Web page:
Compiled by Bart Fokkens (I’ve voted, have you?)
Doug, Sithembiso and I set off from Henley on another ideal cool day for hiking and exploring the Msunduze River. It starts off with a cup of coffee at the impressive old Henley dam wall and a glance at the map to see what lies ahead.
Is this how the water is treated for Pietermaritzburg? A bucket of HTH.
Did we get lost? Is that Nkandla in the background?
Wattle and Eucalyptus are plentiful in this section below Henley Dam.
Pom Pom tree, Dais cotinifolia always found along the midlands rivers in flower during the summer months.
Lots of river crossings today. The three of us: Squelchy (Doug), who waded through everything with his boots on. Wetfoot (Sithembiso) as he followed apprehensively , also with his boots on, and then myself Dryfoot (Bart), as I diligently took my boots off for the river crossings holding up the group every time. At the end of the day, with time pressing I eventually had to wade through the river and the three of us eventually squelched our way through Plessislaer to the DUCT offices at Campsdrift at 5 pm.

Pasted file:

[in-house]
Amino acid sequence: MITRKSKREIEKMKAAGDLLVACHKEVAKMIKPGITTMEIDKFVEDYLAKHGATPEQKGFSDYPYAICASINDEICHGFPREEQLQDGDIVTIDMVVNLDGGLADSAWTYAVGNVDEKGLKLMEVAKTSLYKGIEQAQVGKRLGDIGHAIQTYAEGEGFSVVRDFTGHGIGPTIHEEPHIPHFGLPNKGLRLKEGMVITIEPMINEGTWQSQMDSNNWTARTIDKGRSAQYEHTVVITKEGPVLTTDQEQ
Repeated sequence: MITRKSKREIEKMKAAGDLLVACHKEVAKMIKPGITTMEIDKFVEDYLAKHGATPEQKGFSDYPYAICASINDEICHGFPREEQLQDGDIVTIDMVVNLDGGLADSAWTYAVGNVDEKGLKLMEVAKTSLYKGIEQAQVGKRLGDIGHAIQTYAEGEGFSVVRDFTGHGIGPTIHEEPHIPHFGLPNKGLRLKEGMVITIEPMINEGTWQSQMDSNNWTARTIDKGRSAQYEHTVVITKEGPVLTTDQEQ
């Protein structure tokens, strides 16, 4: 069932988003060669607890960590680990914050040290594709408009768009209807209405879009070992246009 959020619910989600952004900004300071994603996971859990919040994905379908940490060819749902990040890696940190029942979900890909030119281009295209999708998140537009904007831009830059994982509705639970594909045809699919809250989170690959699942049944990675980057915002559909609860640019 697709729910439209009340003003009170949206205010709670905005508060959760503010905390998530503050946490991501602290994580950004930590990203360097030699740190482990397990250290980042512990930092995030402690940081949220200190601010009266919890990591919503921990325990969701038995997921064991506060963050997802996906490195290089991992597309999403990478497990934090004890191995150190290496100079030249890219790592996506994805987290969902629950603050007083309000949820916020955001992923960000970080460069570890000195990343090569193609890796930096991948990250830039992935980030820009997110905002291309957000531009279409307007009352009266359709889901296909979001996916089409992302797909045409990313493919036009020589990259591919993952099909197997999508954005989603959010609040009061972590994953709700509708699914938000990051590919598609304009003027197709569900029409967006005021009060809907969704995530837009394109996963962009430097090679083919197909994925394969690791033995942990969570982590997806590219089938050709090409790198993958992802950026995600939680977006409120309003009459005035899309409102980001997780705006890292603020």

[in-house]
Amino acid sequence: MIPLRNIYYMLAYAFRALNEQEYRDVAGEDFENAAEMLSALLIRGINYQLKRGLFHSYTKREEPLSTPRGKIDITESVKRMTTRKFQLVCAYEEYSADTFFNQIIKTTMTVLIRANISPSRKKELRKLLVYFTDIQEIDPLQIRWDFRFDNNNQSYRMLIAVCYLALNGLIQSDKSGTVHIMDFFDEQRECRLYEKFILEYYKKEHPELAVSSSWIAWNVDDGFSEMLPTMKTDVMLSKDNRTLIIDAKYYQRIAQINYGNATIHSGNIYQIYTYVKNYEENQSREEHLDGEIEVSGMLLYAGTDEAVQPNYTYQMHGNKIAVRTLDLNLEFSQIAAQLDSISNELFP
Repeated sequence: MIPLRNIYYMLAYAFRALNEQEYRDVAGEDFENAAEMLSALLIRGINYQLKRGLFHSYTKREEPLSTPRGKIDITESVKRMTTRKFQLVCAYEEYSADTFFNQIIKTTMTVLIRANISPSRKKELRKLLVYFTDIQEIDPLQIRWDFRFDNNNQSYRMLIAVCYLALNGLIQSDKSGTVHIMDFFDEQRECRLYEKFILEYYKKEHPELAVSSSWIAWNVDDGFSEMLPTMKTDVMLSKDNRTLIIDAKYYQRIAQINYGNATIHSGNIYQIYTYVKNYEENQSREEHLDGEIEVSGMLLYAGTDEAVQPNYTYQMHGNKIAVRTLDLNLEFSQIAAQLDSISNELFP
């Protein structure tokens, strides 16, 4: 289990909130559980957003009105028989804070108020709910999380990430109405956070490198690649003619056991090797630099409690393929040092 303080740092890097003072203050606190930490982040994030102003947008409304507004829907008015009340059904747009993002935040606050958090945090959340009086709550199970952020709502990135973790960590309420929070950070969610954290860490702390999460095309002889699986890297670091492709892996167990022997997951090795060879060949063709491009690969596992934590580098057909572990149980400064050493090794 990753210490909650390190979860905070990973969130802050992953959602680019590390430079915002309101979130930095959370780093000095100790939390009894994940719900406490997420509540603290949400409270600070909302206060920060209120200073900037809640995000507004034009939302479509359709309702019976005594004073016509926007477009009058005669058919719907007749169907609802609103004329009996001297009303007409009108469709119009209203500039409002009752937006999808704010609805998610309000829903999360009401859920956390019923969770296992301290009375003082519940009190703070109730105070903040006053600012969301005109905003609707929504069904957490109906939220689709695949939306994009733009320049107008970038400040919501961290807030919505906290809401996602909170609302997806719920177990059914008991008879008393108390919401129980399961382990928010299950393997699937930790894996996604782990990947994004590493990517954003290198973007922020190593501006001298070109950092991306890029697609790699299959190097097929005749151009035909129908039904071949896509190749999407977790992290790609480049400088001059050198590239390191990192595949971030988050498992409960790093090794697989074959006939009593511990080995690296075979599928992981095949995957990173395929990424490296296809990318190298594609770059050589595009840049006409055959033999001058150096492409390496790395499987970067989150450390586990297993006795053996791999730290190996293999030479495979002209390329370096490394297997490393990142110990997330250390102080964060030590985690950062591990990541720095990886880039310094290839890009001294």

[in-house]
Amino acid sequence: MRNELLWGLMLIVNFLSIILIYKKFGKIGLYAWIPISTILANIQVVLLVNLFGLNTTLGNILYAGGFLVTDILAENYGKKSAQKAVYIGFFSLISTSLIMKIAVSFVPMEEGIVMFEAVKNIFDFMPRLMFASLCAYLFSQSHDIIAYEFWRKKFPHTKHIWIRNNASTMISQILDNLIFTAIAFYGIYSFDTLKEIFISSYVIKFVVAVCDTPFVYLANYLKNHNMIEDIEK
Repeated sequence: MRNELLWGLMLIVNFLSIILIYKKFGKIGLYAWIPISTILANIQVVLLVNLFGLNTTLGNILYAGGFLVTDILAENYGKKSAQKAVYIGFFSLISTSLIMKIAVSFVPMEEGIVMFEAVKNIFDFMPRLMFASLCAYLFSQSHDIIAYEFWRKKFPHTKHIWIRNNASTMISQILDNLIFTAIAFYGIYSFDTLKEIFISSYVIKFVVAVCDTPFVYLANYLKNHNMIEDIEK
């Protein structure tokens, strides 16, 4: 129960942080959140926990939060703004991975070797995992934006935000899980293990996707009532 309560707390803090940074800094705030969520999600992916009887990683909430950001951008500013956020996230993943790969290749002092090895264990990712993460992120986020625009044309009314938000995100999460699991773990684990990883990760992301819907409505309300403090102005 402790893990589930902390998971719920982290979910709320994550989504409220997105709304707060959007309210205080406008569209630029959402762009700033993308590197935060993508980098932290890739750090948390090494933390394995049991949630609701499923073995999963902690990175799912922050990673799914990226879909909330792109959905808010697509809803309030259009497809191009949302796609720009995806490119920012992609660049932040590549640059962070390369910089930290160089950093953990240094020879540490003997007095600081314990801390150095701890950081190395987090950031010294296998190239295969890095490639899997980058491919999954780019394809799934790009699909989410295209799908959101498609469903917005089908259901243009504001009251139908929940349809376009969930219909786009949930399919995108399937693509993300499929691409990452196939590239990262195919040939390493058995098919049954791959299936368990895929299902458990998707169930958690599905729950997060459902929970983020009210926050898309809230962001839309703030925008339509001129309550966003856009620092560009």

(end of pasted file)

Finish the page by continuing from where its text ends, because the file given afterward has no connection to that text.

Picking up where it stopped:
Waterfalls were a plenty today.
A concrete weir backed this water up, and an old pipeline ran from here up the hill on the right bank. (right and left bank are always defined by canoeists when facing downstream).
Swartkops mountain in the background with the Duzi cutting its way through the valley.
Erythrina latissima used as hedge plants around the homesteads grow easily from truncheons and provide welcoming shade in the hot summer months.
Homesteads close to the river but above the flood line.
A hole in the trunk of an old burnt out Eucalyptus.
The reality of the condition of the river and its’ banks.
Due to lack of municipal services, the valley population dump their rubbish down the river banks, for the river to carry it away. Where is the respect for our environment and each other, let alone the laws in our country?
A sorry looking Prickly Pear infested with biocontrol. Cochineal, a very effective biocontrol agent on this plant keeps it from spreading out of control.
Lower Edendale abounds with livestock, eating what they can to survive in this semi urban area.